It’s been my experience that dreams can be weird. Maybe that’s understatement, I don’t know.
I remember once when sleeping peacefully I dreamed I was paddling a canoe. It was a pastoral scene. A blue stream. Steep river banks covered with tall grass and a full, green canopy of tree leaves reaching to a lighter blue sky dotted with puffy clouds. Sunshine on my face.
I paddle along, basking in the sublime moment (in my dream), when God’s voice speaks to me from the sky.
“Dad,” God said. “Dad.”
“That is strange,” my dreaming brain thinks. “Why is God calling me Dad?”
I didn’t have time to ponder the ramifications of such an idea because I woke up, and there at the foot of my bed stood my son, Curtis. “Dad,” he repeated.
“You’re not God,” I observed, my dreaming world bumping head-on with reality, “but I do love you.” Having become generally accustomed to my several eccentricities, he took my comment in stride.
I had another strange dream recently that I’d like to tell you about, but first some quick backstory.
I am getting old and my brain is slowing down. I know this, and so I sometimes purposefully push my memory or do puzzles and solve math problems in my head (7 percent tax, 15 percent tip, etc.) I memorized the first two stanzas of the classic poem “She Walks in Beauty” just because I think it is a wonderful poem and to see if I could.
On the night of this strange dream, I gave myself a mental challenge before falling asleep. I tried to recall the names of the main characters from the TV sitcom “The Big Bang Theory.” I watch the show irregularly, but I like it and often find myself laughing out loud (lol!) at the show’s inspired writing and its cast’s crazy antics.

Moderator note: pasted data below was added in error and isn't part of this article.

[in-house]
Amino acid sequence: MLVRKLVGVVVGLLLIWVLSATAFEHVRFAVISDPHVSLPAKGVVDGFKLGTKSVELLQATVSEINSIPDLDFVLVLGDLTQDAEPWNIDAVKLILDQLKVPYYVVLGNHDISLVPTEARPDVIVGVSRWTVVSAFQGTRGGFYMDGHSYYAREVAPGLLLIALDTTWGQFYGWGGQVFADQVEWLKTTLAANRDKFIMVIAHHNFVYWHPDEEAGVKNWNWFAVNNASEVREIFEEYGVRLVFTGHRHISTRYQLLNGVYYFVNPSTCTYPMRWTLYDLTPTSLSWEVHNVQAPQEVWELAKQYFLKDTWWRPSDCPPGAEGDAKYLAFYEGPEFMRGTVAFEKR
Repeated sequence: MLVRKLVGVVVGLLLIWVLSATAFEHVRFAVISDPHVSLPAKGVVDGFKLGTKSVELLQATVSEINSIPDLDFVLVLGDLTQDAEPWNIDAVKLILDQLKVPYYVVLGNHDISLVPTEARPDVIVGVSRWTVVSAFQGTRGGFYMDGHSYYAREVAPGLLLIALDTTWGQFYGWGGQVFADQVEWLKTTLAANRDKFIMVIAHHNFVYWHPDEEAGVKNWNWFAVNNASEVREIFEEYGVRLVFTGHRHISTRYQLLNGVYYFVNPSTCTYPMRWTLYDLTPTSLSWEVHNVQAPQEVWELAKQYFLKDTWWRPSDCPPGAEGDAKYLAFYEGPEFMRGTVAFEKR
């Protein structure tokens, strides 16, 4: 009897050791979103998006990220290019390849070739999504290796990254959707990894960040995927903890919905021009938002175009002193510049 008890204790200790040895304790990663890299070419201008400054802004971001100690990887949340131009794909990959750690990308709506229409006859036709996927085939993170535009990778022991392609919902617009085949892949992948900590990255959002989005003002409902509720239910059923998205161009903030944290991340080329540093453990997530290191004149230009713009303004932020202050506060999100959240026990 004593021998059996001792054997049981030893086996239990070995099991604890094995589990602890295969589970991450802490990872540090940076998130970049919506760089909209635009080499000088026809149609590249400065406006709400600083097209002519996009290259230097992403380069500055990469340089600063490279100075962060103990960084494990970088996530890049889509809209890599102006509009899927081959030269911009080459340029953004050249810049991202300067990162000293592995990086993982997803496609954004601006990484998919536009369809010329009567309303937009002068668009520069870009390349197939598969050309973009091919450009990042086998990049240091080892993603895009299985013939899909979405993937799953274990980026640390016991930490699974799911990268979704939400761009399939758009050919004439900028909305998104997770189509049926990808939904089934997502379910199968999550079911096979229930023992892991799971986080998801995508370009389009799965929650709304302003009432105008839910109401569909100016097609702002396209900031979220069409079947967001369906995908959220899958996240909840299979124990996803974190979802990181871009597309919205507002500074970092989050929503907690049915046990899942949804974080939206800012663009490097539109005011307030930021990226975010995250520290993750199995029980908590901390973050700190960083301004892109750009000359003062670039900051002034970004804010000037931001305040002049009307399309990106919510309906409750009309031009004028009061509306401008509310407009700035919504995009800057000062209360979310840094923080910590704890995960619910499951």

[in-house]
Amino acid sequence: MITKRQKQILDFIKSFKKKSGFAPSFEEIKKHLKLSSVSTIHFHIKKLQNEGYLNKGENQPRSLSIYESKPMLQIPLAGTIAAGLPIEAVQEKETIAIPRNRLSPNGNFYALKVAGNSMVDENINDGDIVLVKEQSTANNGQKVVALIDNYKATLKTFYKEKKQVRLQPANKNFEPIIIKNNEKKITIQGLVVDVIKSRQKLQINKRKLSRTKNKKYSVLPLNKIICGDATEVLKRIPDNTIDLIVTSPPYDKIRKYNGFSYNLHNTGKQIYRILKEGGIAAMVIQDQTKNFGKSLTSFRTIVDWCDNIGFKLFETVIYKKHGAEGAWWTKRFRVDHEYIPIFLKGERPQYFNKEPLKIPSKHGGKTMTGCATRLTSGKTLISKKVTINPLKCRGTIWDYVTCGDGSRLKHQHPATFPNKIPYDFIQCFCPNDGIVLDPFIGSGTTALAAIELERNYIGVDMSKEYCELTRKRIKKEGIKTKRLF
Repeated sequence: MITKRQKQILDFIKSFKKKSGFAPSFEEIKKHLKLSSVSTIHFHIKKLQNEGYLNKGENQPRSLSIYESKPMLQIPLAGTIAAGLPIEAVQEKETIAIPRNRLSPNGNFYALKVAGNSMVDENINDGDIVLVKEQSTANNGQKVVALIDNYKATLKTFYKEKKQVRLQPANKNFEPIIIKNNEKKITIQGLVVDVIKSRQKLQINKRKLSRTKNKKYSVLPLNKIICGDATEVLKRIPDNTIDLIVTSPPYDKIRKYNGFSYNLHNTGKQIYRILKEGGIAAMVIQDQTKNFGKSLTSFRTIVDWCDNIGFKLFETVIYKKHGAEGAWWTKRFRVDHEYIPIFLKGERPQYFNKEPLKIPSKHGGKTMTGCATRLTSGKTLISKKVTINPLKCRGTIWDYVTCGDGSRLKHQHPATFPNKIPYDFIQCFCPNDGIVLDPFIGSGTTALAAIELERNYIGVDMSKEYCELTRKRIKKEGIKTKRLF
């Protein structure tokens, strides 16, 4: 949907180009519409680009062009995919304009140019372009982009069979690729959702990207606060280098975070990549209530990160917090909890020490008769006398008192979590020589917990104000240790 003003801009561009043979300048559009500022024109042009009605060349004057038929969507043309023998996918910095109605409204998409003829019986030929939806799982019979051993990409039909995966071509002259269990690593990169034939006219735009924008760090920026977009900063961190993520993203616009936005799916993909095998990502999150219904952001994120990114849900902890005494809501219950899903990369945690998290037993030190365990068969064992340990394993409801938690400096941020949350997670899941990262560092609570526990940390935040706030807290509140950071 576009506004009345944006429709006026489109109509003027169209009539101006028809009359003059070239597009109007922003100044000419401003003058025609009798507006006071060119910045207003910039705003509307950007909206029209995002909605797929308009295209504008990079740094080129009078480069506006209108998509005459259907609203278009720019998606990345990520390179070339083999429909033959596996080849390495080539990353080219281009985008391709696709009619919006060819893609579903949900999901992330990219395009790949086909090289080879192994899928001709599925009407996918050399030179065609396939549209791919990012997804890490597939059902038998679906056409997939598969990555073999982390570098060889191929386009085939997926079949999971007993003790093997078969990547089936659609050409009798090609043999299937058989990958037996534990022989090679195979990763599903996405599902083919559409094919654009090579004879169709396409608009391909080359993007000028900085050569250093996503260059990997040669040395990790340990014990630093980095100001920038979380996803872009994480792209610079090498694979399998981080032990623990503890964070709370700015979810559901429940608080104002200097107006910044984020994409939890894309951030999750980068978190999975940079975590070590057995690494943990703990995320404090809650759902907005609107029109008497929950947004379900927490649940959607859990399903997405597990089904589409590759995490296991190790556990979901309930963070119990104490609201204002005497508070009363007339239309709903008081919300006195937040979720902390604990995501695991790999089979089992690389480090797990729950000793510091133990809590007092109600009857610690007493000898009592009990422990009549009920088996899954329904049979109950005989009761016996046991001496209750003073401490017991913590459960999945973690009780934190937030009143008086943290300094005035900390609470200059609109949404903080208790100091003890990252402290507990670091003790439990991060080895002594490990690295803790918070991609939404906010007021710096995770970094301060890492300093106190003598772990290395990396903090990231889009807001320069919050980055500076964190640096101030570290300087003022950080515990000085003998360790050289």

As I was about to fall asleep, I realized I’d remembered all the names but one. It was upsetting. And the most frustrating thing was that it was the star of the show whose stage name I couldn’t remember. He’s the tall, gorky genius whose worldview centers around himself and his eidetic brain.
I just couldn’t remember his name. My mind was blank. Which was good, I guess, because I fell asleep.
While I slept, I dreamed. I dreamed I worked for NPPD. I dreamed I’d had an “accident” (Oh, no! Safety first.) and had some type of brain damage. For the life of me I couldn’t remember the name of NPPD’s southern-most power plant. Nor could I remember the name of the power plant south of Lincoln.
It was so frustrating. My NPPD teammates tried to help me. “Remember, you used to work there!” one said. “I know, but that was before I was damaged,” I noted. “The power plant near Lincoln is going hydrogenic,” someone else said (making up a word). “Monolith,” I said, remembering THAT name.
Then I woke, and in the light of a new morning the connection was clear. NPPD’s southern-most power plant? Cooper Nuclear Station. The coal-fired generator near Lincoln? Sheldon Station.
Cooper. Sheldon. Sheldon Cooper? Sheldon Cooper! That’s the name I couldn’t remember when I fell asleep. Sheldon Cooper, the socially inept genius.
And as everyone who watches Big Bang with any regularity knows, Penny – another main star of the show – hails (in her TV persona) from Nebraska. She and Leonard watch Husker football games and there are lots of Nebraska jokes. Which prompts me to take a gigantic leap of logic: is Sheldon Cooper named after two power plants owned and operated by NPPD? Makes one wonder, doesn’t it?
Can it be just a coincidence? Or just a dream. Will we ever know? As William Shakespeare said about the mystery of dreams: Aye, there’s the rub.